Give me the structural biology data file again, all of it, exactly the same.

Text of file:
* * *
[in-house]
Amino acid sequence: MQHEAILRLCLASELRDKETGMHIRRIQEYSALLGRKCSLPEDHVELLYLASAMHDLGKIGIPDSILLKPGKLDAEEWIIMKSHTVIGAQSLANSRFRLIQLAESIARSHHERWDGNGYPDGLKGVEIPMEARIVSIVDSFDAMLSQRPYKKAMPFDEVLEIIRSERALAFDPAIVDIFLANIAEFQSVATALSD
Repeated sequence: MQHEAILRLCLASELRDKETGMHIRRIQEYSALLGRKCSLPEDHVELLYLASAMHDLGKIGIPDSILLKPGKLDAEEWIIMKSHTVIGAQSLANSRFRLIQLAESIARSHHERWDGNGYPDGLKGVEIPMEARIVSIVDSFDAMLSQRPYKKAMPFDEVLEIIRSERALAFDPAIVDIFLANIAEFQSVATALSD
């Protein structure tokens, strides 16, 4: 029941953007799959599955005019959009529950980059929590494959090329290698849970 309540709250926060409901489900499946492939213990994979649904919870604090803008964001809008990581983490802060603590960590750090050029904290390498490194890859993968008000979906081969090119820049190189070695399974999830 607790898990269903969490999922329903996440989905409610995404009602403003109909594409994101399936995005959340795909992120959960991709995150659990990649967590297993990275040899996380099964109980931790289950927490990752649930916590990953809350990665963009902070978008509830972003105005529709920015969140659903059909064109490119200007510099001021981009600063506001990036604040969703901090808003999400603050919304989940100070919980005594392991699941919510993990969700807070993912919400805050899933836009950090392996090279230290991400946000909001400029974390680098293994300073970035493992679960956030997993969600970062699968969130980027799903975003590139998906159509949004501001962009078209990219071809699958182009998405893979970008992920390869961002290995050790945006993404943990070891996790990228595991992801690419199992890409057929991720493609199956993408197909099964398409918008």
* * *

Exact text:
[in-house]
Amino acid sequence: MQHEAILRLCLASELRDKETGMHIRRIQEYSALLGRKCSLPEDHVELLYLASAMHDLGKIGIPDSILLKPGKLDAEEWIIMKSHTVIGAQSLANSRFRLIQLAESIARSHHERWDGNGYPDGLKGVEIPMEARIVSIVDSFDAMLSQRPYKKAMPFDEVLEIIRSERALAFDPAIVDIFLANIAEFQSVATALSD
Repeated sequence: MQHEAILRLCLASELRDKETGMHIRRIQEYSALLGRKCSLPEDHVELLYLASAMHDLGKIGIPDSILLKPGKLDAEEWIIMKSHTVIGAQSLANSRFRLIQLAESIARSHHERWDGNGYPDGLKGVEIPMEARIVSIVDSFDAMLSQRPYKKAMPFDEVLEIIRSERALAFDPAIVDIFLANIAEFQSVATALSD
């Protein structure tokens, strides 16, 4: 029941953007799959599955005019959009529950980059929590494959090329290698849970 309540709250926060409901489900499946492939213990994979649904919870604090803008964001809008990581983490802060603590960590750090050029904290390498490194890859993968008000979906081969090119820049190189070695399974999830 607790898990269903969490999922329903996440989905409610995404009602403003109909594409994101399936995005959340795909992120959960991709995150659990990649967590297993990275040899996380099964109980931790289950927490990752649930916590990953809350990665963009902070978008509830972003105005529709920015969140659903059909064109490119200007510099001021981009600063506001990036604040969703901090808003999400603050919304989940100070919980005594392991699941919510993990969700807070993912919400805050899933836009950090392996090279230290991400946000909001400029974390680098293994300073970035493992679960956030997993969600970062699968969130980027799903975003590139998906159509949004501001962009078209990219071809699958182009998405893979970008992920390869961002290995050790945006993404943990070891996790990228595991992801690419199992890409057929991720493609199956993408197909099964398409918008």